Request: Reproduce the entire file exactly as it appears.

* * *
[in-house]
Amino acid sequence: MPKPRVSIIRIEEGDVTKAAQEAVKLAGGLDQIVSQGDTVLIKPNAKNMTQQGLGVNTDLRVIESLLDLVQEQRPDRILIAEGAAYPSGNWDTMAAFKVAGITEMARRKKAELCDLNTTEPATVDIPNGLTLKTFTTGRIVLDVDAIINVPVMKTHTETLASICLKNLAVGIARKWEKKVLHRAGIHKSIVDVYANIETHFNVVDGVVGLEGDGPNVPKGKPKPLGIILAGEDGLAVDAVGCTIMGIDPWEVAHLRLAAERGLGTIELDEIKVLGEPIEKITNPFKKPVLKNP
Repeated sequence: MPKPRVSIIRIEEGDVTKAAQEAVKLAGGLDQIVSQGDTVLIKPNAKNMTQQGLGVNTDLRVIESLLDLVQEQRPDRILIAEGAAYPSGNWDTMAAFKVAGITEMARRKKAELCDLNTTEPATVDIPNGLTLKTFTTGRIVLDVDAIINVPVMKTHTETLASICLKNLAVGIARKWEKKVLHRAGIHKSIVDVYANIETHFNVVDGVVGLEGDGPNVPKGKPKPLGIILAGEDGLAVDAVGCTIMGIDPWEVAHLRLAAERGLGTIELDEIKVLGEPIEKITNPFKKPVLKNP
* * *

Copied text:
[in-house]
Amino acid sequence: MPKPRVSIIRIEEGDVTKAAQEAVKLAGGLDQIVSQGDTVLIKPNAKNMTQQGLGVNTDLRVIESLLDLVQEQRPDRILIAEGAAYPSGNWDTMAAFKVAGITEMARRKKAELCDLNTTEPATVDIPNGLTLKTFTTGRIVLDVDAIINVPVMKTHTETLASICLKNLAVGIARKWEKKVLHRAGIHKSIVDVYANIETHFNVVDGVVGLEGDGPNVPKGKPKPLGIILAGEDGLAVDAVGCTIMGIDPWEVAHLRLAAERGLGTIELDEIKVLGEPIEKITNPFKKPVLKNP
Repeated sequence: MPKPRVSIIRIEEGDVTKAAQEAVKLAGGLDQIVSQGDTVLIKPNAKNMTQQGLGVNTDLRVIESLLDLVQEQRPDRILIAEGAAYPSGNWDTMAAFKVAGITEMARRKKAELCDLNTTEPATVDIPNGLTLKTFTTGRIVLDVDAIINVPVMKTHTETLASICLKNLAVGIARKWEKKVLHRAGIHKSIVDVYANIETHFNVVDGVVGLEGDGPNVPKGKPKPLGIILAGEDGLAVDAVGCTIMGIDPWEVAHLRLAAERGLGTIELDEIKVLGEPIEKITNPFKKPVLKNP